A federal judge permanently barred Minnesota from applying traditional telephone rules to Vonage, a pioneer in technology that lets consumers bypass the traditional phone network by making voice calls over a broadband connection.

The ruling for now frees Vonage to sell its Internet phone service in Minnesota without obtaining a telephone operator's license or paying fees to support 911 services. More importantly, the order is the first to address the authority of a state to oversee so-called voice over Internet Protocol providers and could thus affect efforts by other states to regulate the Net telephony providers.

Another burgeoning technology is the target of a lawsuit filed by parents of schoolchildren in Illinois. The suit alleges that the use of Wi-Fi technology and its low-level radio waves in classrooms is damaging students' health. According to the complaint, the district, its board and its superintendent have implemented Wi-Fi wireless networking technology in classrooms, ignoring evidence that electromagnetic radiation from Wi-Fi networks poses health risks, particularly to children.

The school district said it has determined that it is following all safety regulations and that there is no hard evidence that suggests wireless technology is dangerous. The district has been using Wi-Fi technology since 1999, as have some of the high schools in neighboring districts and some hospitals in the community.

Internet battle
As legal and political challenges to VeriSign's Site Finder domain name redirector mount, network operators have taken technical steps to bypass the controversial service. VeriSign recently bowed to public outcry and temporarily pulled the plug on Site Finder, which redirected Internet traffic addressed to nonexistent .com and .net domain names to the company's own advertising site.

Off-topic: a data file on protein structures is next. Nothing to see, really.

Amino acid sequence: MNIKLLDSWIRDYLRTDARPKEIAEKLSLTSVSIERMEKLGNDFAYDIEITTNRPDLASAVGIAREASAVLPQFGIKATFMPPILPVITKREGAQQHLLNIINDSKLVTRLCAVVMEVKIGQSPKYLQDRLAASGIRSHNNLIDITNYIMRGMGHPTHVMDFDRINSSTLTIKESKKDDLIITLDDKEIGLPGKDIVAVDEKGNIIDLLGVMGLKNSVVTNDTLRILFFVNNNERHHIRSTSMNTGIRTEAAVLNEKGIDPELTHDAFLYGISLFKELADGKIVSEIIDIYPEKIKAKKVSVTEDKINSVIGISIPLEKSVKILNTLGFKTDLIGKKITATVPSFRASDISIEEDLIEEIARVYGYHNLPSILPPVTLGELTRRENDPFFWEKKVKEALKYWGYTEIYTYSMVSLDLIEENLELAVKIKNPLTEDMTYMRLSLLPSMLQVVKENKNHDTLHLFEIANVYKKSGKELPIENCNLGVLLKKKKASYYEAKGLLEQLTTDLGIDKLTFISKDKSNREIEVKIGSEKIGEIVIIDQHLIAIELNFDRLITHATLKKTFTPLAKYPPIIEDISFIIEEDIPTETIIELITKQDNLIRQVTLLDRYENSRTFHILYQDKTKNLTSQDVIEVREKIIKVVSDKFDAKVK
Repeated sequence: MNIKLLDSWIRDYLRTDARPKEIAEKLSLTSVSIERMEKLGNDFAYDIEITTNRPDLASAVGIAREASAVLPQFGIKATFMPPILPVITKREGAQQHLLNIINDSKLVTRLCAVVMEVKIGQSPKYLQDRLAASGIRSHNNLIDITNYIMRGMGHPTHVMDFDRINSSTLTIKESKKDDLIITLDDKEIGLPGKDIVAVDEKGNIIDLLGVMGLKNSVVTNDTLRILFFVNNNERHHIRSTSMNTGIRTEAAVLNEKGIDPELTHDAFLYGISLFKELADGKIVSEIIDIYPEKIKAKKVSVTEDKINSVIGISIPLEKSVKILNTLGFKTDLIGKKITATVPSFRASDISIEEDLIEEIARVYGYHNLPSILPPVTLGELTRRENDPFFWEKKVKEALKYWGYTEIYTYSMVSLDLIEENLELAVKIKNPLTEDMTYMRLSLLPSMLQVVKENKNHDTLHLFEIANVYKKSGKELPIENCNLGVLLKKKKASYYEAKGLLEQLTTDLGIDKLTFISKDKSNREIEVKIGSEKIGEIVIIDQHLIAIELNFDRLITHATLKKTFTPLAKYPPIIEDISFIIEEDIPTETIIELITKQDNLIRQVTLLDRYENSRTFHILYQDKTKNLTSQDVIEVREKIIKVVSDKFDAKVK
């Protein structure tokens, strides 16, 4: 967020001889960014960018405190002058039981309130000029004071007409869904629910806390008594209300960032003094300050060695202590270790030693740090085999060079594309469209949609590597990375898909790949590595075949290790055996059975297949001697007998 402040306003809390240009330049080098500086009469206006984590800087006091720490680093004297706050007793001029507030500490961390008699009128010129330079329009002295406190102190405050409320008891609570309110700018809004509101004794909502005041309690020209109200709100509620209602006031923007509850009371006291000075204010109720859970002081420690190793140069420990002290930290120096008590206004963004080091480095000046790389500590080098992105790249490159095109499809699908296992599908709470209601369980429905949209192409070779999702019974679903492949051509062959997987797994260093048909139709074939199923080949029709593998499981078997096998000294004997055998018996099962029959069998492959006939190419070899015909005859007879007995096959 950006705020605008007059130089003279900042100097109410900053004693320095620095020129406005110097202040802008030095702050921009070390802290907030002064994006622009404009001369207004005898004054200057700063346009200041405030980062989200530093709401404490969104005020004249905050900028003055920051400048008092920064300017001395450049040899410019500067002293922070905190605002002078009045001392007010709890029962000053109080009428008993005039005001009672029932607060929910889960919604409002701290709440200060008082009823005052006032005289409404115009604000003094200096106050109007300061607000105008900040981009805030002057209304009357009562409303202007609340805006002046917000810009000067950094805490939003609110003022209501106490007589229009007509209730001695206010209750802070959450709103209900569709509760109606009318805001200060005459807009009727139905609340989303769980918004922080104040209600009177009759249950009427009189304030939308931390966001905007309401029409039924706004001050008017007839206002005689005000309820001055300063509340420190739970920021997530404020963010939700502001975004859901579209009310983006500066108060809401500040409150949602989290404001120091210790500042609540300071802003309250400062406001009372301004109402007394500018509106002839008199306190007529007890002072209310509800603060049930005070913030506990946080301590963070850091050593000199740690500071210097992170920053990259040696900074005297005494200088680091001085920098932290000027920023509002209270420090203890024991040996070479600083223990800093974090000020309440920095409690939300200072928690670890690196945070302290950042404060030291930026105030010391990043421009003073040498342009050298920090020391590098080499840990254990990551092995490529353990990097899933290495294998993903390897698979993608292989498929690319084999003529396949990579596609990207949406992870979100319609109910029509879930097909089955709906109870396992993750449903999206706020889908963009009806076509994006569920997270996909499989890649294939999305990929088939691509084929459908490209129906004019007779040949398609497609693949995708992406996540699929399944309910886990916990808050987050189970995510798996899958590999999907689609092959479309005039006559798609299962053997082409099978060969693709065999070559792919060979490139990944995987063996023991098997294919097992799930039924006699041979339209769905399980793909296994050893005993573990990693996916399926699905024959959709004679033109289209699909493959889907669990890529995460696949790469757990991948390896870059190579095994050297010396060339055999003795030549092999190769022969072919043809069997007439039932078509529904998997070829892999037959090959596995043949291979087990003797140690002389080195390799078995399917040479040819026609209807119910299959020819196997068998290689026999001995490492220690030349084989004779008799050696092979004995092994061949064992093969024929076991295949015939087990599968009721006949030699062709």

But even before that step was taken, network administrators had disabled Site Finder for about 9 percent of all Internet users. Roughly half of the blocking comes from China, with most of the remainder originating in nations such as Greece, Korea and Russia, a study found.

The service was unpopular with many in the Internet community. At an unprecedented public meeting to discuss Site Finder redirection, an XO Communications executive described in detail how the changes had increased XO's network traffic, confused customers' e-mail utilities, and disabled a test that previously snared about one-fifth of the spam directed at XO's network.